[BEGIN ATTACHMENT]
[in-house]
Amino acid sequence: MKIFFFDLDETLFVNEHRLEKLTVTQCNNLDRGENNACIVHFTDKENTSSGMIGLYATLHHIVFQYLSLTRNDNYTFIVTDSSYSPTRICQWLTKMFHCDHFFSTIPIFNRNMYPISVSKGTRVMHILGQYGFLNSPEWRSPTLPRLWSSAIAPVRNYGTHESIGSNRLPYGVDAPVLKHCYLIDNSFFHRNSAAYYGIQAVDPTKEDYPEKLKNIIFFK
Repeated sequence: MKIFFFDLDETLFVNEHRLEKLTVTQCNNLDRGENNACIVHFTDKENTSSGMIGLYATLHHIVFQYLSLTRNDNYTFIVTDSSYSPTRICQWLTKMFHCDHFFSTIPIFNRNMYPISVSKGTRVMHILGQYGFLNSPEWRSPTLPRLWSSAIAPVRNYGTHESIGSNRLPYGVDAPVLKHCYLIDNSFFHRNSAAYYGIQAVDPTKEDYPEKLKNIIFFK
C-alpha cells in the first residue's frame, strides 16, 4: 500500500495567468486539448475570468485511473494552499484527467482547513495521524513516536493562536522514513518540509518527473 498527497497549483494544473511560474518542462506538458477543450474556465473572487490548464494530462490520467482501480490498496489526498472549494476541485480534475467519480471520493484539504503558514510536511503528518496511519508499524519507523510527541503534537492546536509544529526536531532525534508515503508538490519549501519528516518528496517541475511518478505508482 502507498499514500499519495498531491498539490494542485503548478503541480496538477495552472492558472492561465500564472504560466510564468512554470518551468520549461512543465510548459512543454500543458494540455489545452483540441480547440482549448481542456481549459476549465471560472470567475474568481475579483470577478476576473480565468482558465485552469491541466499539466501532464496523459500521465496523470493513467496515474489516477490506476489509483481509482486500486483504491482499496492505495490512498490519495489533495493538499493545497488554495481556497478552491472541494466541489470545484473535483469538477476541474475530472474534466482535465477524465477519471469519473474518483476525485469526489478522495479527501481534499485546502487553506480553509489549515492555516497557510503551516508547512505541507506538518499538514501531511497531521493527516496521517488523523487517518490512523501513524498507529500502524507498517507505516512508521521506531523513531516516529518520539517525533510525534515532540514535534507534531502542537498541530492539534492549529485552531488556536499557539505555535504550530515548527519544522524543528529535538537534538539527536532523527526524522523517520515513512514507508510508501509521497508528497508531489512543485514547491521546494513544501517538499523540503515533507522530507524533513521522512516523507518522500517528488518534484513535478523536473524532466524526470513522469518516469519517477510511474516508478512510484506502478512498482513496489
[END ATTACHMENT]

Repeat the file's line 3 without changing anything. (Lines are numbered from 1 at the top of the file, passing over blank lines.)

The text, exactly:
Repeated sequence: MKIFFFDLDETLFVNEHRLEKLTVTQCNNLDRGENNACIVHFTDKENTSSGMIGLYATLHHIVFQYLSLTRNDNYTFIVTDSSYSPTRICQWLTKMFHCDHFFSTIPIFNRNMYPISVSKGTRVMHILGQYGFLNSPEWRSPTLPRLWSSAIAPVRNYGTHESIGSNRLPYGVDAPVLKHCYLIDNSFFHRNSAAYYGIQAVDPTKEDYPEKLKNIIFFK